Collegiate Athletes With Diabetes: Baseline Medical Comorbidities and Preseason Concussion Testing Performance

CARE Consortium Investigators

Research output: Contribution to journalArticlepeer-review


Context: People with diabetes mellitus (DM) are at increased risk for adverse health events and complications throughout their lifetime. Whether DM significantly affects collegiate athletes’ concussion baseline testing performance remains unclear. Objectives: To (1) describe the prevalence of DM and associated comorbidities and (2) compare concussion baseline testing performance between student-athletes with DM and student-athletes without DM (NoDM). Design: Retrospective, cross-sectional study. Setting: University. Patients or Other Participants: Using the Concussion, Assessment, Research and Education (CARE) Consortium research database, we matched athletes with self-reported DM (N ¼ 229) by institution, sex, age, sport, position, testing year, and concussion history to athletes with NoDM (N ¼ 229; total sample mean age ¼ 19.6 6 1.4 years, women ¼ 42%). Main Outcome Measure(s): Descriptive statistics and v2 tests of independence with subsequent odds ratios were calculated. Independent-samples t tests compared baseline symptoms, neurocognitive testing, and balance performance between athletes with DM and athletes with NoDM. Effect sizes were determined for significant group differences. Results: At baseline, athletes with DM had higher rates of self-reported pre-existing balance disorders, sleep disorders, seizure disorders, motion sickness, learning disorders, vision and hearing problems, psychiatric disorders, depression, bipolar disorder, nonmigraine headaches, and meningitis than athletes with NoDM (P values, .05). We found balance differences between groups (P ¼ .032, Cohen d ¼ 0.17) such that, on average, athletes with DM had 1 additional error on the Balance Error Scoring System (DM ¼ 13.4 6 6.5; NoDM ¼ 12.1 6 5.9). No other comparisons yielded significant results. Conclusions: Although athletes with DM had high rates of self-reported balance disorders, sleep disorders, seizures, and meningitis, their baseline neurocognitive testing results were largely identical to those of athletes with NoDM. Our findings suggested that nonclinically meaningful differences were present in concussion baseline balance testing but no significant differences were noted in cognitive testing; however, the effect of DM on concussion recovery remains unknown.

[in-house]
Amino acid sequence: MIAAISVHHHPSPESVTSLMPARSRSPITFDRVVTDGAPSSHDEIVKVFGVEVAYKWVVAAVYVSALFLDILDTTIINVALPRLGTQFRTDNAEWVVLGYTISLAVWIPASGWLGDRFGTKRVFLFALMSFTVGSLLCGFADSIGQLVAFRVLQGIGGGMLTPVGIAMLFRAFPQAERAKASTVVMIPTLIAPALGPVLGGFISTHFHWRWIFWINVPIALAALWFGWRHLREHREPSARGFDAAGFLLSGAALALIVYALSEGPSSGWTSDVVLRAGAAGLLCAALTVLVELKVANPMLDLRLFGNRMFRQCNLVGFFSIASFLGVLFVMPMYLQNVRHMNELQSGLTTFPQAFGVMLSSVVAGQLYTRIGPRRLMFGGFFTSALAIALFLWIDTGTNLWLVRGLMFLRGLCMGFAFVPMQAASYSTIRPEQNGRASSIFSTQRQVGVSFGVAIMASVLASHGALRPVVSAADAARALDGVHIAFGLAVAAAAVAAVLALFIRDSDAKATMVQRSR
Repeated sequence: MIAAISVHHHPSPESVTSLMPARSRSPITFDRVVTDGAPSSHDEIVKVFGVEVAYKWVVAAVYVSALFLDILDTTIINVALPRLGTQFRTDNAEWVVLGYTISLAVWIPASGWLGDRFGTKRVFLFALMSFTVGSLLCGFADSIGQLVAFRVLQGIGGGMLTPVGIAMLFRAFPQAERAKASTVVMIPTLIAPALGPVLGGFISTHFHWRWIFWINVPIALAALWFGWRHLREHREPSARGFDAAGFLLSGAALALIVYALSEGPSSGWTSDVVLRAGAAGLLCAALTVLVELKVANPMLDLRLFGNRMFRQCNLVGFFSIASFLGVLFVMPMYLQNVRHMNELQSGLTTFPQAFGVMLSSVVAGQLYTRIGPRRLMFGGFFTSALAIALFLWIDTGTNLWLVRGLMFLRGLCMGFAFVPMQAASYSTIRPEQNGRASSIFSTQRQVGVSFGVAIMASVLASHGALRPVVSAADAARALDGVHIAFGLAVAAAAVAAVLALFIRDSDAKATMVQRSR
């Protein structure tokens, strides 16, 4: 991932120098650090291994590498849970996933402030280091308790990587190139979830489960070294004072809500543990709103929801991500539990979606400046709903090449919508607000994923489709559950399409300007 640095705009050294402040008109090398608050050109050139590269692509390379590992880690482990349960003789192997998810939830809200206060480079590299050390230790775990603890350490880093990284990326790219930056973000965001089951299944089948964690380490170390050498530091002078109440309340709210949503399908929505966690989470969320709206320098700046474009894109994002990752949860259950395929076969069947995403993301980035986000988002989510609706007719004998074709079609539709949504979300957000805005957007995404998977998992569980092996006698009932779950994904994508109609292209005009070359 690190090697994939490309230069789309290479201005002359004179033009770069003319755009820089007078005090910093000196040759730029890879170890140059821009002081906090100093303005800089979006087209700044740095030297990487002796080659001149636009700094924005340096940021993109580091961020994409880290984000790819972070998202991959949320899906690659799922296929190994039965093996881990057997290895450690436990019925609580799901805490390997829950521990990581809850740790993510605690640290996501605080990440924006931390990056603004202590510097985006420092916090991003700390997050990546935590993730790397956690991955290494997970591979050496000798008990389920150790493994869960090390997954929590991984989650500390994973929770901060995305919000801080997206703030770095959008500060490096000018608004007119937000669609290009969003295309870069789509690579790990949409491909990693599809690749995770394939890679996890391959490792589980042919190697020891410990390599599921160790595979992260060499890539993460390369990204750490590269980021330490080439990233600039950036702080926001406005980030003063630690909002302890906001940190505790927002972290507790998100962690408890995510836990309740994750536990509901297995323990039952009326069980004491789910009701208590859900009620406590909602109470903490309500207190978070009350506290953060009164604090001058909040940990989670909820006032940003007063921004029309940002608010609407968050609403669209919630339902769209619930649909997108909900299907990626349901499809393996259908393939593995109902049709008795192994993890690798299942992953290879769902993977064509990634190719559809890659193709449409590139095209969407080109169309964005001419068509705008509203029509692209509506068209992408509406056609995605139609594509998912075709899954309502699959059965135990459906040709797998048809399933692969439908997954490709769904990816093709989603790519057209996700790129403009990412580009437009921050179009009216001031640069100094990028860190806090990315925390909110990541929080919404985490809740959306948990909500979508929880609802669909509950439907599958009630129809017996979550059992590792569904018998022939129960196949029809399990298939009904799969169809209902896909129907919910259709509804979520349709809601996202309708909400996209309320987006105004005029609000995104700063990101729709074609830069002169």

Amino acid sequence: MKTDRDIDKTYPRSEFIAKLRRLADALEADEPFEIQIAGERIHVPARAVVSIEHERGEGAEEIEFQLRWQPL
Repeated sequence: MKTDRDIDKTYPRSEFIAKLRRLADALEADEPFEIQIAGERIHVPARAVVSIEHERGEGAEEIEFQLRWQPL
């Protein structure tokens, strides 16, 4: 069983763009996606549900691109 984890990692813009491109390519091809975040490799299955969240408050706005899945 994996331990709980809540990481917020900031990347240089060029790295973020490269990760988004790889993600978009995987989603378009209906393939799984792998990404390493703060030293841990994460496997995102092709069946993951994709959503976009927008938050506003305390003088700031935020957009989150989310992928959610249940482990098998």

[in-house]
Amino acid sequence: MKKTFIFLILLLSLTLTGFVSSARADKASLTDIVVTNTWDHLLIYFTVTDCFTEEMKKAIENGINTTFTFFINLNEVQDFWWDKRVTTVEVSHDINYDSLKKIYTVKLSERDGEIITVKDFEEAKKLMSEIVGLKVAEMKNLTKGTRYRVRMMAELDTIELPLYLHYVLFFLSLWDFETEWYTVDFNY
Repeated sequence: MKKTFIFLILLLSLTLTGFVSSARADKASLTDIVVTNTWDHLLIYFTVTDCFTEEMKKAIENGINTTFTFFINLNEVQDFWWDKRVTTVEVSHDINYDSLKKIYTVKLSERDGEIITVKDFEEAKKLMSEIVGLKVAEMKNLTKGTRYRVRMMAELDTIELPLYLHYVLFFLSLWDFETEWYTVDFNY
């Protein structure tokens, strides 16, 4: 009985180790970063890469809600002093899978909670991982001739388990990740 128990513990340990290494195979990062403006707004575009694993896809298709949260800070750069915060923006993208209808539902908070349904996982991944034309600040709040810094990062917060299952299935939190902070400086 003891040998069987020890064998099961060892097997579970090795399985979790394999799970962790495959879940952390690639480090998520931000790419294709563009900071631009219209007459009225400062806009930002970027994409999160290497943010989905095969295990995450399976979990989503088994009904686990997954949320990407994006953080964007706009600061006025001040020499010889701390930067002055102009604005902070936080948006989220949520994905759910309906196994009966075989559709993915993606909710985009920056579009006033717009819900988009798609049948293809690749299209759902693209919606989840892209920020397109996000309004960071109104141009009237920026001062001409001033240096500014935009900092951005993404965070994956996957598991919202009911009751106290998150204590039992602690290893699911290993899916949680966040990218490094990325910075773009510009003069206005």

Original languageEnglish
Pages (from-to)297-303
Number of pages7
JournalJournal of Athletic Training
Issue number3
StatePublished - Mar 2024
Externally publishedYes


  • balance testing
  • medical conditions
  • mild traumatic brain injuries
  • neurocognitive testing


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